The New Palgrave Dictionary of Economics

2018 Edition
| Editors: Macmillan Publishers Ltd

Innovation

  • C. Freeman
Reference work entry
DOI: https://doi.org/10.1057/978-1-349-95189-5_740

Abstract

Economists of all descriptions have accepted that new products and new processes are the main source of dynamism in capitalist development. But relatively few have stopped to examine in depth the origins of such innovations or the consequences of their adoption. Most have preferred, in Rosenberg’s (1982) apt description, not to look ‘inside the black box’, but to leave that task to technologists and historians, preferring to concentrate their own efforts on ‘ceteris paribus’ models, which relegate technical and institutional change to the role of exogenous variables.

This is a preview of subscription content, log in to check access.

Bibliography

  1. Burns, T., and G.M. Stalker. 1961. The management of innovation. London: Tavistock.Google Scholar
  2. Dosi, G. 1984. Technical change and industrial transformation: The theory and an application to the semi-conductor industry. London: Macmillan.CrossRefGoogle Scholar
  3. Dosi, G. 1985. The micro-economic sources and effects of innovation; an assessment of some recent findings. Paper given to conference on ‘distribution, growth and technical progress’, Rome; (mimeo) DAEST, University of Venice.Google Scholar
  4. Freeman, C. 1982. The economics of industrial innovation, 2nd ed. Cambridge, MA/London: MIT Press/Frances Pinter.Google Scholar
  5. Freeman, C. 1983. Design and British economic performance. London: Royal College of Art.Google Scholar
  6. Galbraith, J.K. 1972. The new industrial state, 2nd ed. London: André Deutsch.Google Scholar
  7. Hufbauer, G. 1966. Synthetic materials and the theory of international trade. London: Duckworth.Google Scholar
  8. Jewkes, J., D. Sawers, and R. Stillerman. 1958. The sources of invention. London: Macmillan.Google Scholar
  9. Mansfield, E. 1968. Industrial research and technological innovation: An econometric analysis. New York: W.W. Norton.Google Scholar
  10. Mansfield, E., et al. 1972. Research and innovation in the modern corporation. London: Macmillan.Google Scholar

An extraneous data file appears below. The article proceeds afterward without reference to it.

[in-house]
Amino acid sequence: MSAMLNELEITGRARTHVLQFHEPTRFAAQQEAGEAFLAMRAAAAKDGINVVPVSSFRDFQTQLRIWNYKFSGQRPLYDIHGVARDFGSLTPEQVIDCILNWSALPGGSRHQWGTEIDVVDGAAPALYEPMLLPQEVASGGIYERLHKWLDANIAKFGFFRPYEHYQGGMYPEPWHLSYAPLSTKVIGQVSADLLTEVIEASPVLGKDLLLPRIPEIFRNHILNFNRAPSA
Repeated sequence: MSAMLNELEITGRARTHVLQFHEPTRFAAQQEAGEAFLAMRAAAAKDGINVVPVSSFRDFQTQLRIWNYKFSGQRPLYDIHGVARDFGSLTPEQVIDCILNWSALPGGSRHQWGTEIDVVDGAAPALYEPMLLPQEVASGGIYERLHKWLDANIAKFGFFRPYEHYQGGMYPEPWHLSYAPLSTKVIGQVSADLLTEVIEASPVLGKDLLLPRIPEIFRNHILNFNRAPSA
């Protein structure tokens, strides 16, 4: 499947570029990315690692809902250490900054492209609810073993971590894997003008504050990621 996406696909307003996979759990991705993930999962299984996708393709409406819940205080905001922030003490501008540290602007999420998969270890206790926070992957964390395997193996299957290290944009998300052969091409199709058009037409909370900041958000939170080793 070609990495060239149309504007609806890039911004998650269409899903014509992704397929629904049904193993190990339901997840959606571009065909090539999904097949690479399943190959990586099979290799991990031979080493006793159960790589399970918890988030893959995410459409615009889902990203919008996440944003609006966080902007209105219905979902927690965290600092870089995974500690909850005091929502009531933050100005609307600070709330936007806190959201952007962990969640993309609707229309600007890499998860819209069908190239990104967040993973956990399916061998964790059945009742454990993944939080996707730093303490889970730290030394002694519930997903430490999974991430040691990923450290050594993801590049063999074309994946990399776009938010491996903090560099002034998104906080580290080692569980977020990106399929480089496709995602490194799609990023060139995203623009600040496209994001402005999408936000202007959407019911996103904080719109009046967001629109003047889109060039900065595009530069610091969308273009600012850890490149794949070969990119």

11. Marx, K., and F. Engels. 1848. The Communist manifesto. London.Google Scholar
  12. Metcalfe, J.S. 1981. Impulse and diffusion in the study of technical change. Futures 13(5): 347–359.CrossRefGoogle Scholar
  13. Nelson, R.R., and S.G. Winter. 1977. In search of a useful theory of innovation. Research Policy 6(1): 36–76.CrossRefGoogle Scholar
  14. Nelson, R.R., and S.G. Winter. 1982. An evolutionary theory of economic change. Cambridge, MA: Belknap and Harvard University Press.Google Scholar
  15. Pavitt, K.L.R. 1980. Technical innovation and British economic performance. London: Macmillan.CrossRefGoogle Scholar
  16. Rogers, E.M. 1962. The diffusion of innovations. New York: Free Press.Google Scholar
  17. Rosenberg, N. 1976. Perspectives on technology. Cambridge: Cambridge University Press.CrossRefGoogle Scholar
  18. Rosenberg, N. 1982. Inside the black box. Cambridge: Cambridge University Press.Google Scholar
  19. Rothwell, R.R., and W. Zegveld. 1981. Industrial innovation and public policy. London: Frances Pinter.Google Scholar
  20. Schumpeter, J.A. 1912. The theory of economic development. Trans. Leipzig. Cambridge, MA: Harvard University Press, 1934.Google Scholar
  21. Schumpeter, J.A. 1928. The instability of capitalism. Economic Journal 38: 366–386.CrossRefGoogle Scholar
  22. Schumpeter, J.A. 1942. Capitalism, socialism and democracy. New York: Harper.Google Scholar
  23. Smith, A. 1776. An inquiry into the nature and causes of the wealth of nations. London: Dent, 1910.CrossRefGoogle Scholar
  24. Soete, L.L.G. 1979. Firm size and inventive activity: The evidence reconsidered. European Economic Review 12: 319–340.CrossRefGoogle Scholar
  25. Soete, L.L.G. 1981. A general test of technological gap trade theory. Weltwirtschaftliches Archiv 117(4): 638–666.CrossRefGoogle Scholar
  26. Szakasits, G. 1974. The adoption of the SAPPHO method in the Hungarian electronics industry. Research Policy 3(1): 18–28.CrossRefGoogle Scholar
  27. Townsend, J., et al. 1982. Innovations in Britain since 1945. Social Policy Research Unit, Occasional paper no. 16, University of Sussex.Google Scholar

Copyright information

© Macmillan Publishers Ltd. 2018

Authors and Affiliations

  • C. Freeman
    • 1
  1. 1.